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The repairman didn't do you a favor, as he didn't really fix the problem. It sounds like you have a fuel problem - stale gas or a choke that is not working properly. It could also be a weak spark to the spark plug, or even low compression. Ether use is sort of a trick to overcome any of these problems.

I'd drain the fuel from the gas tank and add fresh gas. See if it will start. If not, shoot a little gasoline or ether into the air inlet. Once it starts run it for 10 minutes or so to allow any stale gas in the carburetor to be consumed.

If it will not restart once cold, you have other issues as noted above.
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Old 03-06-2011, 07:12 PM   #10
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For the OP. It was statring fluid, AKA ether.

It also makes a good wasp spray. In olden days ether was used as anesthetic. It still works as such, not very pleasant. In this case using it on wasps, wood boring bees etc makes them go to sleep permanently.

If you find a 1/2" hole in woodwork , watch for the the bee to crawl in then spray into the hole. A few rattles later bee sleep good.

By the way you should get some. NAPA, wallys, kmart etc. My 50+ year old tractor does not like to start easy. I just spray a few shots onto the filter. Starts fine.

A lot is not good for the engine a liiitle is ok.

edit: Thanks Al, I needed that.
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Old 03-06-2011, 07:23 PM   #11
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Quote:
Originally Posted by ls99 View Post
For the OP. It was staring fluid...
If you use too much:

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Old 03-06-2011, 08:01 PM   #12
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I always have a can of ether around to use as a starting aid. I've heard that it shouldn't be used on a 2 stroke engine.
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Old 03-06-2011, 09:16 PM   #13
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Quote:
Originally Posted by calmloki View Post
ether.

not at all good as a steady diet for internal combustion engines. A couple second squirt, then crank.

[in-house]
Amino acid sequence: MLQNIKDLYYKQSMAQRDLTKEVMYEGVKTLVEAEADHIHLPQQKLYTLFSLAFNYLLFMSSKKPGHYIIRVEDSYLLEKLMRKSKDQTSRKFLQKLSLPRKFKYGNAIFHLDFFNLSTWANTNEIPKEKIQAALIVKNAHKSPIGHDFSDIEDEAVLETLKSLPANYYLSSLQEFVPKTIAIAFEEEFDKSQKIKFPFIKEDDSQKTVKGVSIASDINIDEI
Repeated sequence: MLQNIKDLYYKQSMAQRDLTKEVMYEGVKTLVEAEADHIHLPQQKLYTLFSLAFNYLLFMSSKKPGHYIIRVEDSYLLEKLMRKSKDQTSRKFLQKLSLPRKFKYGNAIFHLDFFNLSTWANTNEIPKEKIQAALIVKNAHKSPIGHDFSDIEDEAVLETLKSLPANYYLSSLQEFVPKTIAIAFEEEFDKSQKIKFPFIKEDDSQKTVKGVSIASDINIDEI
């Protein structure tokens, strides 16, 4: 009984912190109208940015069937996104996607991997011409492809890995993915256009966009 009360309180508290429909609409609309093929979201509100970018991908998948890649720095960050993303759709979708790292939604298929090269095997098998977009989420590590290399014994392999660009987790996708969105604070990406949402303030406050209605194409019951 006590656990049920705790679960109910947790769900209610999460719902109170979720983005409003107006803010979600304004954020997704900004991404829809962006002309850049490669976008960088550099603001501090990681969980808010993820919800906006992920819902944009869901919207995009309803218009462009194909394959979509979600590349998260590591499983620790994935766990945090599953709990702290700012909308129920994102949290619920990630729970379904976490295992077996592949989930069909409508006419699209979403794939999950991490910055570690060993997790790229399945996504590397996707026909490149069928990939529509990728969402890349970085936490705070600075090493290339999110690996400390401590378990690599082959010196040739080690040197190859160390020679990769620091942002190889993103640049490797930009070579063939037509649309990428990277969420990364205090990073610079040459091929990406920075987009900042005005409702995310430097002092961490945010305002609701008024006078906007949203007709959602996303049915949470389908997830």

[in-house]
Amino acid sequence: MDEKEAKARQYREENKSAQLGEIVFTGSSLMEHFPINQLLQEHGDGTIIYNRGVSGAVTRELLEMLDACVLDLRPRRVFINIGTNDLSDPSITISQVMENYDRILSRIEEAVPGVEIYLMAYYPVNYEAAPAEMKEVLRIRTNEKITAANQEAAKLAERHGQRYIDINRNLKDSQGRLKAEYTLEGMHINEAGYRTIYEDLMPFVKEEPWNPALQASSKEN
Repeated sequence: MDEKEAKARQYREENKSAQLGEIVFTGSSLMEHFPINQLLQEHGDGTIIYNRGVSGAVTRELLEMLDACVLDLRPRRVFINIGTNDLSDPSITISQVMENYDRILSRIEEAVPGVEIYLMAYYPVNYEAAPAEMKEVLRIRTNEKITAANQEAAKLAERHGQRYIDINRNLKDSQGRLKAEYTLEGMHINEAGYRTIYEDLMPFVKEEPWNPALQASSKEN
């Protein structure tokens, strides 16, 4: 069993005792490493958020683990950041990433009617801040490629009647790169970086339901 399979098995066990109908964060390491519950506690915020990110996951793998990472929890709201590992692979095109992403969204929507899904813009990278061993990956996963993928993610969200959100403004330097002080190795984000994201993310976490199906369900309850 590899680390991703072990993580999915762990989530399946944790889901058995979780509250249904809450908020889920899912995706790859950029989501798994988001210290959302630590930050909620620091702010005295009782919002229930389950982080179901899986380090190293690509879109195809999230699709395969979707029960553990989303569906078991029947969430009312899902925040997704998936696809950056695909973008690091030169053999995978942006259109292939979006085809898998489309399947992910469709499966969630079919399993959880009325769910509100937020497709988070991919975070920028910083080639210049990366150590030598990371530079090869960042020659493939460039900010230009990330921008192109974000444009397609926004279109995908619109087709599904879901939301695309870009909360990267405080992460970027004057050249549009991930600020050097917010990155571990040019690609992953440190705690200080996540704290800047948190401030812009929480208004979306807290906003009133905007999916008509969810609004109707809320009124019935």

Starting fluid - Wikipedia, the free encyclopedia
I had an old tractor that was not easy to make go in the spring. Ether to the rescue!

Ha
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Old 03-06-2011, 09:25 PM   #14
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As others have indicated, while the lawn tractor started, it isn't fixed.

For some reason it isn't getting fuel. I know that the ethanol in gas these days raise havoc with many engines. You likely need to have the carb cleaned.

You could try buying a can of carb cleaner (also a spray can) at your auto supply store and follow the directions. Typically, you would spray the carb cleaner into the throat and let it sit and disolve any gum in the carb, play the throttle and chock some and then start the engine.

Good luck.
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Old 03-06-2011, 09:34 PM   #15
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Quote:
Originally Posted by freebird5825 View Post
Engine starting spray is a very highly flammable substance. Too much of a good thing in a small engine can cause nasty things like a warped piston head, valve damage, a cracked spark plug, and in the case of overuse (as in dripping down the engine) the occasional exterior explosion outside the combustion chamber.

My training as a small engine mechanic (thank you Sears! ) tells me to check these sytems in this order...
1. Ignition - clean and/or replace the spark plug, is the starter system supplying electricity to the plug, are the ground wires rust free, is the spark plug wire firmly on the spark plug head, is the battery fully charged.
2. Combustion - is the gas fresh, is it water free, is the gas cap plugged, is the air filter clean, is the choke lever in the right position, is the engine flooded after too many attempts to start it up,
3. Compression - see your mechanic, too involved to get into here
4. Power - ditto